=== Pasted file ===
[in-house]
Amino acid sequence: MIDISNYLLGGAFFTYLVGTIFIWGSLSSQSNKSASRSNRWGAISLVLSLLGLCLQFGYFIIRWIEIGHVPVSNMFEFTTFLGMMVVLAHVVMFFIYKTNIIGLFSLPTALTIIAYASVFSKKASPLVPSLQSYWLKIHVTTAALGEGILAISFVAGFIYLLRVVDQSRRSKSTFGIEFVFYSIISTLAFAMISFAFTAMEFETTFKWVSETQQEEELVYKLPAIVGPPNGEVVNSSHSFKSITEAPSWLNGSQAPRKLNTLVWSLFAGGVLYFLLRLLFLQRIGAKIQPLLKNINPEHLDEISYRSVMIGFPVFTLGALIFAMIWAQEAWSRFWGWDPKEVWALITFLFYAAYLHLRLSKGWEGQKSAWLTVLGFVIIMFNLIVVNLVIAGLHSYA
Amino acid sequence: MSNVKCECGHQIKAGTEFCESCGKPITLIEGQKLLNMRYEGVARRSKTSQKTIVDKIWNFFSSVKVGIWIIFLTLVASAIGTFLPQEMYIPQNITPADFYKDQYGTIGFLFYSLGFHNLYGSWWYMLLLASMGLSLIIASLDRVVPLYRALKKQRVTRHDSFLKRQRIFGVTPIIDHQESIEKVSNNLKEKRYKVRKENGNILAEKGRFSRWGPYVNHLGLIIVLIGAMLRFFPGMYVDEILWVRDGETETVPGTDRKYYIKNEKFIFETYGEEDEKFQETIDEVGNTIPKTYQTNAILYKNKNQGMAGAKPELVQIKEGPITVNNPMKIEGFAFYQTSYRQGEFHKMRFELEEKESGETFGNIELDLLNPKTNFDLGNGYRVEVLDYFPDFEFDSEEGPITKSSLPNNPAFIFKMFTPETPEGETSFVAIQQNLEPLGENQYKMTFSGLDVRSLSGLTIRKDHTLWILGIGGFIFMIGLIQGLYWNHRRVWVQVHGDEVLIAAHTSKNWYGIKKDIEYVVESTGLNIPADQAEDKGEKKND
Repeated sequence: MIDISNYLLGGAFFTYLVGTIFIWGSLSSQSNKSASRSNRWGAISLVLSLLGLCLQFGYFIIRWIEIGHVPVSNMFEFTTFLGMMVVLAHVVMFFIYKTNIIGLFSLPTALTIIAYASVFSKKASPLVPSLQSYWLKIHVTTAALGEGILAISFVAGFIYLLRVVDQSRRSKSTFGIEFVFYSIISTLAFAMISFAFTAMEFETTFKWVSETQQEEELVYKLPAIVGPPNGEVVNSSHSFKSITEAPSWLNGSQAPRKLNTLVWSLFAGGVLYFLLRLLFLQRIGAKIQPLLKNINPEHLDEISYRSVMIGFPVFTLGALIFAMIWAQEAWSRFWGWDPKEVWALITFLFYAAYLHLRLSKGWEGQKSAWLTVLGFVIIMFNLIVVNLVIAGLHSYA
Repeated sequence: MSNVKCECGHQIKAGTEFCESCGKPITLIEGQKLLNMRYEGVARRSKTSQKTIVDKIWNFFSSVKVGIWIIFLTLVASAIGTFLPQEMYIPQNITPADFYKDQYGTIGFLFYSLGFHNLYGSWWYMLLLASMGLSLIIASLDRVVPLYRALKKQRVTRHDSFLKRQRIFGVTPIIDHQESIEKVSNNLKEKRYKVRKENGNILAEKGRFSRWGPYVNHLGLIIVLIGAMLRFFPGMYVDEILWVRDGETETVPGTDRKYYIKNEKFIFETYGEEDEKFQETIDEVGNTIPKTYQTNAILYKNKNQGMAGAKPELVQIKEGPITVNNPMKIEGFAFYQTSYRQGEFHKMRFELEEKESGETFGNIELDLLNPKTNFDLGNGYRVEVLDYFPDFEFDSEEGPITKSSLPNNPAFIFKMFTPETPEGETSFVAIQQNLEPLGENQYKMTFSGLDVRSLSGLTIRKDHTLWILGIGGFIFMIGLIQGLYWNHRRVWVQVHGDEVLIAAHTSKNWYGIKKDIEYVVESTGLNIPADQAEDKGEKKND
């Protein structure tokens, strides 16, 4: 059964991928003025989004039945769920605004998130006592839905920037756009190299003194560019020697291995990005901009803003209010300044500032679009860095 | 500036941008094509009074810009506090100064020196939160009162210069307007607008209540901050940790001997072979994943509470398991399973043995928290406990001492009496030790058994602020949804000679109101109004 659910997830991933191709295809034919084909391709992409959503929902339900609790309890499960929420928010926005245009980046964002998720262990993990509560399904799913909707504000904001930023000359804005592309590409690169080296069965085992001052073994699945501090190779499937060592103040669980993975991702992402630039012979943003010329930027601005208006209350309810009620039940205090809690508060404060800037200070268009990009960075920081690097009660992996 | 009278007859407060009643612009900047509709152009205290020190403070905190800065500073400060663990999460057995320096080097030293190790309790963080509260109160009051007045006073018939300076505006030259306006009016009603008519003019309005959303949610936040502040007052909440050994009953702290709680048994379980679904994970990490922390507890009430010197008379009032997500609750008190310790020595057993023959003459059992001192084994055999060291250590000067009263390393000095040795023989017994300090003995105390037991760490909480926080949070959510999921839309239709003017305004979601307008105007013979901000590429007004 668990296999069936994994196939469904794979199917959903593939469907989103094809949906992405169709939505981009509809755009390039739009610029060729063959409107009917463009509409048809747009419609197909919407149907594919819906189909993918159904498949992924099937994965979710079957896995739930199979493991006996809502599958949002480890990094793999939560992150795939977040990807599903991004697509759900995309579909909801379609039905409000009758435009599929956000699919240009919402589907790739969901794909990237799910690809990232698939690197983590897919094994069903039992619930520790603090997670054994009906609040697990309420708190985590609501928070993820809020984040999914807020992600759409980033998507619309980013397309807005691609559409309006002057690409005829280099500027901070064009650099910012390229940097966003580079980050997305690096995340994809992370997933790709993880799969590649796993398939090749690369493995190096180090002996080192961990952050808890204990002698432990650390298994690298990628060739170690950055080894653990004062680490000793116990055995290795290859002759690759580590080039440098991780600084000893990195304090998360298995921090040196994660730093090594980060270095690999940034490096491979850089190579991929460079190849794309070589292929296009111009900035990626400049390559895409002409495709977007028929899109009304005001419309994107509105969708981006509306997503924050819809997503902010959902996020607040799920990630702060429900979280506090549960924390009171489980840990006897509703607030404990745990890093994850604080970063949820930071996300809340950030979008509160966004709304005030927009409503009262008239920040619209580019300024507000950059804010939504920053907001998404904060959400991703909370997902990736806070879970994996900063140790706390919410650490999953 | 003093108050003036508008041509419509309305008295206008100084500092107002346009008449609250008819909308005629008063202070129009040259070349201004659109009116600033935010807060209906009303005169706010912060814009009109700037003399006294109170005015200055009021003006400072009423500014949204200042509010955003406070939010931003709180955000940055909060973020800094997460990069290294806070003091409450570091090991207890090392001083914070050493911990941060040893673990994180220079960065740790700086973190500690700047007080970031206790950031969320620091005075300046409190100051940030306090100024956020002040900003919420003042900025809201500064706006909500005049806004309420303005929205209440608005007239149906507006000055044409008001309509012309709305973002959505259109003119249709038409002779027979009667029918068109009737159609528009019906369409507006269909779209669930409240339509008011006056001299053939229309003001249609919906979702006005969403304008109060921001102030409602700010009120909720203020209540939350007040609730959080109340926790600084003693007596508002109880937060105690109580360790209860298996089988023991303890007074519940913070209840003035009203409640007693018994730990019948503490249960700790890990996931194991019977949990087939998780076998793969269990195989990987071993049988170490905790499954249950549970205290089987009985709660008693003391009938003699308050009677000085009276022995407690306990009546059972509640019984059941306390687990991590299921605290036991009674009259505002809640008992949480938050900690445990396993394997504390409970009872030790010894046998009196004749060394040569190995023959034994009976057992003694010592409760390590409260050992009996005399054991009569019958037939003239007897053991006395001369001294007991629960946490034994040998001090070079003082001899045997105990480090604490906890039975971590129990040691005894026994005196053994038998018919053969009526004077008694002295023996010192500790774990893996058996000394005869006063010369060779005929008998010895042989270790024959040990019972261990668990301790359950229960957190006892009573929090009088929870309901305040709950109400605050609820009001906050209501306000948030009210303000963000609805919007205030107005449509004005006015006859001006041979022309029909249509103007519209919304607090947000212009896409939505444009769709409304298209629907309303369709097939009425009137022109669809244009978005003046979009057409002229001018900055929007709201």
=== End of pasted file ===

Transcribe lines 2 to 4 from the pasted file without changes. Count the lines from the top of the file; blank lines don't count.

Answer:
Amino acid sequence: MIDISNYLLGGAFFTYLVGTIFIWGSLSSQSNKSASRSNRWGAISLVLSLLGLCLQFGYFIIRWIEIGHVPVSNMFEFTTFLGMMVVLAHVVMFFIYKTNIIGLFSLPTALTIIAYASVFSKKASPLVPSLQSYWLKIHVTTAALGEGILAISFVAGFIYLLRVVDQSRRSKSTFGIEFVFYSIISTLAFAMISFAFTAMEFETTFKWVSETQQEEELVYKLPAIVGPPNGEVVNSSHSFKSITEAPSWLNGSQAPRKLNTLVWSLFAGGVLYFLLRLLFLQRIGAKIQPLLKNINPEHLDEISYRSVMIGFPVFTLGALIFAMIWAQEAWSRFWGWDPKEVWALITFLFYAAYLHLRLSKGWEGQKSAWLTVLGFVIIMFNLIVVNLVIAGLHSYA
Amino acid sequence: MSNVKCECGHQIKAGTEFCESCGKPITLIEGQKLLNMRYEGVARRSKTSQKTIVDKIWNFFSSVKVGIWIIFLTLVASAIGTFLPQEMYIPQNITPADFYKDQYGTIGFLFYSLGFHNLYGSWWYMLLLASMGLSLIIASLDRVVPLYRALKKQRVTRHDSFLKRQRIFGVTPIIDHQESIEKVSNNLKEKRYKVRKENGNILAEKGRFSRWGPYVNHLGLIIVLIGAMLRFFPGMYVDEILWVRDGETETVPGTDRKYYIKNEKFIFETYGEEDEKFQETIDEVGNTIPKTYQTNAILYKNKNQGMAGAKPELVQIKEGPITVNNPMKIEGFAFYQTSYRQGEFHKMRFELEEKESGETFGNIELDLLNPKTNFDLGNGYRVEVLDYFPDFEFDSEEGPITKSSLPNNPAFIFKMFTPETPEGETSFVAIQQNLEPLGENQYKMTFSGLDVRSLSGLTIRKDHTLWILGIGGFIFMIGLIQGLYWNHRRVWVQVHGDEVLIAAHTSKNWYGIKKDIEYVVESTGLNIPADQAEDKGEKKND
Repeated sequence: MIDISNYLLGGAFFTYLVGTIFIWGSLSSQSNKSASRSNRWGAISLVLSLLGLCLQFGYFIIRWIEIGHVPVSNMFEFTTFLGMMVVLAHVVMFFIYKTNIIGLFSLPTALTIIAYASVFSKKASPLVPSLQSYWLKIHVTTAALGEGILAISFVAGFIYLLRVVDQSRRSKSTFGIEFVFYSIISTLAFAMISFAFTAMEFETTFKWVSETQQEEELVYKLPAIVGPPNGEVVNSSHSFKSITEAPSWLNGSQAPRKLNTLVWSLFAGGVLYFLLRLLFLQRIGAKIQPLLKNINPEHLDEISYRSVMIGFPVFTLGALIFAMIWAQEAWSRFWGWDPKEVWALITFLFYAAYLHLRLSKGWEGQKSAWLTVLGFVIIMFNLIVVNLVIAGLHSYA